We almost never play Minecraft the way it was intended. In its adventure mode, players are tasked with staying alive, fighting zombies, and doing normal video game things. Its alternate “creative” mode, in which you build a world of your own design using simple blocks not unlike Legos, is what we think of as Minecraft. Since the game’s explosion in 2011, pretty much everything has been built inside of it: all of Westeros, a working computer with RAM, a full, separate Pokemon game, and so on. A new video from Vox explores this surplus of creativity, but finds its real focus in the way that it was monetized.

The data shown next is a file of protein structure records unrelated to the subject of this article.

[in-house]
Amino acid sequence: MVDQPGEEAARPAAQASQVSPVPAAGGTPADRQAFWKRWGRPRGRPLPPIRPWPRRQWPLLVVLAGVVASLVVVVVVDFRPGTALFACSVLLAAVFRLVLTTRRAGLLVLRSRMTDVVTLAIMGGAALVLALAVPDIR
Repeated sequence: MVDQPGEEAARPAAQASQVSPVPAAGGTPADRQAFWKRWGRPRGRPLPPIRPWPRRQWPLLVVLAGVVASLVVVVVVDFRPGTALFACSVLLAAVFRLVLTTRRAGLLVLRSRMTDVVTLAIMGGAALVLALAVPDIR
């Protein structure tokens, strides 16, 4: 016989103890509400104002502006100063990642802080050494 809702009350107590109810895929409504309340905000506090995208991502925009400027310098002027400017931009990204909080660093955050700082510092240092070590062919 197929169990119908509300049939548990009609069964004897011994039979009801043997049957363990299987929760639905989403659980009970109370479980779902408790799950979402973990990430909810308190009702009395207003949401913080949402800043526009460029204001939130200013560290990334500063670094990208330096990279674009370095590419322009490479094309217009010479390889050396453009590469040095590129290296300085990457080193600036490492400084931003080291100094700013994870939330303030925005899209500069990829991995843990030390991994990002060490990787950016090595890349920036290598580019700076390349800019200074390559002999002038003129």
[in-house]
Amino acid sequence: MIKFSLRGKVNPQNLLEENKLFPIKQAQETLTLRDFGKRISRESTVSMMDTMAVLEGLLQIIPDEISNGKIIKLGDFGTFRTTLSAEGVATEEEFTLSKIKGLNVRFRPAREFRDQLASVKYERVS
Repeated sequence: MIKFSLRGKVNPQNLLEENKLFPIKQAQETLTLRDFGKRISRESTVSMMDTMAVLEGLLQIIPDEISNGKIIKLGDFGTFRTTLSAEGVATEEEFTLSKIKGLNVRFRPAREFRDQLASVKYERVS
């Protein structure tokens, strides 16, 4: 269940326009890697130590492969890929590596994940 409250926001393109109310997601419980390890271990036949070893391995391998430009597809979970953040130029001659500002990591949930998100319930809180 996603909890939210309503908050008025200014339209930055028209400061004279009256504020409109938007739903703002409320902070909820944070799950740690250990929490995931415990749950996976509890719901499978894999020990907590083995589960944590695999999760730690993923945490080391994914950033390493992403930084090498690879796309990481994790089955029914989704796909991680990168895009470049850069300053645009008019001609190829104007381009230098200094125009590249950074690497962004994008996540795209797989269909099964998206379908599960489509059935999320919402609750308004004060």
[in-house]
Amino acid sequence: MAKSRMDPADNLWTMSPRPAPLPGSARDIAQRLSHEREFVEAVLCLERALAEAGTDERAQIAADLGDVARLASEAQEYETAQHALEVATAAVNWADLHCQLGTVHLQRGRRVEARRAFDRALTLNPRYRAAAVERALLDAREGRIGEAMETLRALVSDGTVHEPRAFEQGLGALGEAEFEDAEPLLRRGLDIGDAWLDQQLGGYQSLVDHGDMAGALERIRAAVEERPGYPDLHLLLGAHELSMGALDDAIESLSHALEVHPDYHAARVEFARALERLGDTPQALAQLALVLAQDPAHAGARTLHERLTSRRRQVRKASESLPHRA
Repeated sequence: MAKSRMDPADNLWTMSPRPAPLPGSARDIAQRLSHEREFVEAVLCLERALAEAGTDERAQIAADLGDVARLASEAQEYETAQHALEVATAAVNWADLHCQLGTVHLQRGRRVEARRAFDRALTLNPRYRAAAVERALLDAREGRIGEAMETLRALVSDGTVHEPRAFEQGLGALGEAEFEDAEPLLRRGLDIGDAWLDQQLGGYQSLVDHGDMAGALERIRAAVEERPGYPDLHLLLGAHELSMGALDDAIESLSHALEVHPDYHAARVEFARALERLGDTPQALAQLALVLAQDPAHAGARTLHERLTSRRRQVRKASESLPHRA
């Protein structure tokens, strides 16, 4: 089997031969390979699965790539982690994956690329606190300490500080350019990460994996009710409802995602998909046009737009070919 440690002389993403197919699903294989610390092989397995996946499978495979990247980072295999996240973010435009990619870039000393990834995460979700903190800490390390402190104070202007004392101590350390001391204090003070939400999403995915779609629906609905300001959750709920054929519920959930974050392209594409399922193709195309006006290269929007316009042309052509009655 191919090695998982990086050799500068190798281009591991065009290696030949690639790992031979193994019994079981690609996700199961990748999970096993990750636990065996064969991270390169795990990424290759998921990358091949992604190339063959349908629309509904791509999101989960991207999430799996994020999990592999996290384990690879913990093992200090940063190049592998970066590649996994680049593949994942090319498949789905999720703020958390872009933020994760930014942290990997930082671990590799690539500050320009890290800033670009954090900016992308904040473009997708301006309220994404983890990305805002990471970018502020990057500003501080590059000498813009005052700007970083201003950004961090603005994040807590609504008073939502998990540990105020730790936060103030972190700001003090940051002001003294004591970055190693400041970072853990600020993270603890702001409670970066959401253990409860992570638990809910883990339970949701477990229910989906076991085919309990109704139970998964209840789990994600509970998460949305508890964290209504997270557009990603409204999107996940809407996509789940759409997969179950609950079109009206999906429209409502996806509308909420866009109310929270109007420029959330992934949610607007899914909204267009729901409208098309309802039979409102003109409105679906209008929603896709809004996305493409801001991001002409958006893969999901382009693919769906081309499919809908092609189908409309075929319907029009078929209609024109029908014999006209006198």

While the imaginary cities and surreal worlds built on the platform attract the most attention, branded spaces were commissioned for movies including The Dark Knight and Tomorrowland. A full thriving industry of Minecraft tinkerers blossomed briefly but bottomed out when Microsoft bought the game and put the kibosh on these branded worlds. It’s hard to imagine something like that running free forever, and anyway it lets these devoted, creative souls get back to making enormously detailed, fascinating digital recreations of Mario 64 worlds.